[In the following essay, Monteiro views the major thematic concerns of Stephen Crane's “The Men in the Storm” to be violence against man by nature and society.]
Stephen Crane was a philosophical naturalist. This commonplace observation, so dear to the literary and cultural historian, is unfortunately less than accurate. For the truth is that at no time was Crane able to commit himself fully to the implications of the determinism he so much wanted to accept. The difficulty lay in his inability to resolve the conflict...
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SOURCE: Krause, Sydney J. “The Surrealism of Crane's Naturalism in Maggie.” American Literary Realism 1870-1910 16, no. 2 (autumn 1983): 253-61.
[In the following essay, Krause investigates the surrealism found in Stephen Crane's Maggie.]
The source of Maggie's plight is that her lack of toughness unfits her to withstand the animal callousness of real-life experience. Traumatized by betrayal in love and rejection at home, she sinks into psychic paralysis. In Crane's day, it was his subject that troubled readers; in ours, it is his method. Thus, while the modernist may find passing amusement in those early critics who were put off by Crane's obsession with...
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SOURCE: Conder, John J. “Stephen Crane and the Necessary Fiction.” In Naturalism in American Fiction: The Classic Phase, pp. 22-42. Lexington: University Press of Kentucky, 1984.
[In the following essay, Condor outlines Stephen Crane's naturalistic vision in “The Open Boat” and “The Blue Hotel.”]
“THE OPEN BOAT”
“The Open Boat” is the center of the Crane canon and the appropriate work with which to begin a discussion of Crane's naturalism. In its brilliant starkness, the central image portrays a naturalistic vision of man. Men adrift in a boat, a human creation, confront the sea, the world of nature. Unwillingly they receive...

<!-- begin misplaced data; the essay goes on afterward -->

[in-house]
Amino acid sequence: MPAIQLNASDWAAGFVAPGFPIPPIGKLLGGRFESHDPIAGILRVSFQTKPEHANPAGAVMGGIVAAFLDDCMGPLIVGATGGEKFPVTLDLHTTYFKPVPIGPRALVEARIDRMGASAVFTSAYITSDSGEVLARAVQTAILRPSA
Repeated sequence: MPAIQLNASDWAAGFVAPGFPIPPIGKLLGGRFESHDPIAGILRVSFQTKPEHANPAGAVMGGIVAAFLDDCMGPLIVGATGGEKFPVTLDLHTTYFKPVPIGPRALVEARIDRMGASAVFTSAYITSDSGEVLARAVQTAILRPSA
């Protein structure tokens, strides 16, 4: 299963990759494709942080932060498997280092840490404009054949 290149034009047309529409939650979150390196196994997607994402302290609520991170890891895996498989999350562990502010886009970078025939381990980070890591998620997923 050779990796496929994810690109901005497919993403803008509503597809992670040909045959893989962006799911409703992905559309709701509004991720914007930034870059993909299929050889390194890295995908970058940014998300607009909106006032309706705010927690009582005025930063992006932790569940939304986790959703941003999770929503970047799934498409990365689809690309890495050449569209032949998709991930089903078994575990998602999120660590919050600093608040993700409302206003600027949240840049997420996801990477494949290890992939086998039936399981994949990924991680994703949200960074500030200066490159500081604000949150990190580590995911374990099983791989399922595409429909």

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SOURCE: Hakutani, Yoshinobu. “Early Short Stories.” In Young Dreiser: A Critical Study, pp. 151-68. Rutherford, N.J.: Fairleigh Dickinson University Press, 1980.
[In the following excerpt, Hakutani discusses Theodore Dreiser's contribution to American literary naturalism and the influence of French naturalist authors upon his work.]
In the summer of 1899, shortly before the writing of Sister Carrie, Dreiser tried his hand at the short story, his first concentrated effort to write fiction.
During this period Dreiser managed to express himself on the concepts that had been latent in his mind for a long time. When he first read Herbert...
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SOURCE: Gammel, Irene. “Female Sexuality and the Naturalistic Crisis: ‘Emanuela’.” Sexualizing Power in Naturalism: Theodore Dreiser and Frederick Philip Grove, pp. 83-99. Calgary: University of Calgary Press, 1994.
[In the following essay, Gammel examines the treatment of female sexuality in Theodore Dreiser's “Emanuela,” contending that in his work he “celebrates sexuality as the major driving force in life, holding it up as a force of progress endlessly engaged in battles against sexually repressive social conventions and institutions.”]
Surrounded by an aura of what Dreiser often calls a “pagan” sensuality, many of his female characters...
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SOURCE: Wilcox, Earl J. “Overtures of Literary Naturalism in The Son of the Wolf and The God of His Fathers.” In Critical Essays on Jack London, edited by Jacqueline Tavernier-Courbin, pp. 105-13. Boston: G. K. Hall & Co., 1983.
[In the following essay, Wilcox assesses the extent of Jack London's literary naturalism through an examination of his The Son of the Wolf and The God of His Fathers.]